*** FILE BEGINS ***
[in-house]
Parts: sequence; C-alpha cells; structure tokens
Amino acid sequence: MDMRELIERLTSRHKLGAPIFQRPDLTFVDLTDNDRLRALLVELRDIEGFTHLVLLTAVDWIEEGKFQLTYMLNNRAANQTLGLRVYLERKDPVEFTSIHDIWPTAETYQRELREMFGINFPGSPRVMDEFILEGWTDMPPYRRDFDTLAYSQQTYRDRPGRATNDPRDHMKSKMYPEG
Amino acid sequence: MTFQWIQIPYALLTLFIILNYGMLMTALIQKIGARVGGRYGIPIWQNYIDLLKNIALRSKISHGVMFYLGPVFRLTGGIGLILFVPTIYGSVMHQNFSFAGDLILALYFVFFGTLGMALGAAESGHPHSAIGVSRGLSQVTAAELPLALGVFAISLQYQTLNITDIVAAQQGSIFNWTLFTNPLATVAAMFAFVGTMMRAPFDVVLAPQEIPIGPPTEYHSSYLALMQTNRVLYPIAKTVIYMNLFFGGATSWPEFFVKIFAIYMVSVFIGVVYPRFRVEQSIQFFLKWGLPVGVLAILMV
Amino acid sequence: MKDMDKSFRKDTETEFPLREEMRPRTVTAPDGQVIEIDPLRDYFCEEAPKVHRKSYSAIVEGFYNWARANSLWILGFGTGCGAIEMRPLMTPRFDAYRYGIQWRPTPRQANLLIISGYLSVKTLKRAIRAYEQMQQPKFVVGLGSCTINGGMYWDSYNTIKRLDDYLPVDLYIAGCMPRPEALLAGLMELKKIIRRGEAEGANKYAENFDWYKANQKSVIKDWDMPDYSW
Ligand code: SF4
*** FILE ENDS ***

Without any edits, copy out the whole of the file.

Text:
[in-house]
Parts: sequence; C-alpha cells; structure tokens
Amino acid sequence: MDMRELIERLTSRHKLGAPIFQRPDLTFVDLTDNDRLRALLVELRDIEGFTHLVLLTAVDWIEEGKFQLTYMLNNRAANQTLGLRVYLERKDPVEFTSIHDIWPTAETYQRELREMFGINFPGSPRVMDEFILEGWTDMPPYRRDFDTLAYSQQTYRDRPGRATNDPRDHMKSKMYPEG
Amino acid sequence: MTFQWIQIPYALLTLFIILNYGMLMTALIQKIGARVGGRYGIPIWQNYIDLLKNIALRSKISHGVMFYLGPVFRLTGGIGLILFVPTIYGSVMHQNFSFAGDLILALYFVFFGTLGMALGAAESGHPHSAIGVSRGLSQVTAAELPLALGVFAISLQYQTLNITDIVAAQQGSIFNWTLFTNPLATVAAMFAFVGTMMRAPFDVVLAPQEIPIGPPTEYHSSYLALMQTNRVLYPIAKTVIYMNLFFGGATSWPEFFVKIFAIYMVSVFIGVVYPRFRVEQSIQFFLKWGLPVGVLAILMV
Amino acid sequence: MKDMDKSFRKDTETEFPLREEMRPRTVTAPDGQVIEIDPLRDYFCEEAPKVHRKSYSAIVEGFYNWARANSLWILGFGTGCGAIEMRPLMTPRFDAYRYGIQWRPTPRQANLLIISGYLSVKTLKRAIRAYEQMQQPKFVVGLGSCTINGGMYWDSYNTIKRLDDYLPVDLYIAGCMPRPEALLAGLMELKKIIRRGEAEGANKYAENFDWYKANQKSVIKDWDMPDYSW
Ligand code: SF4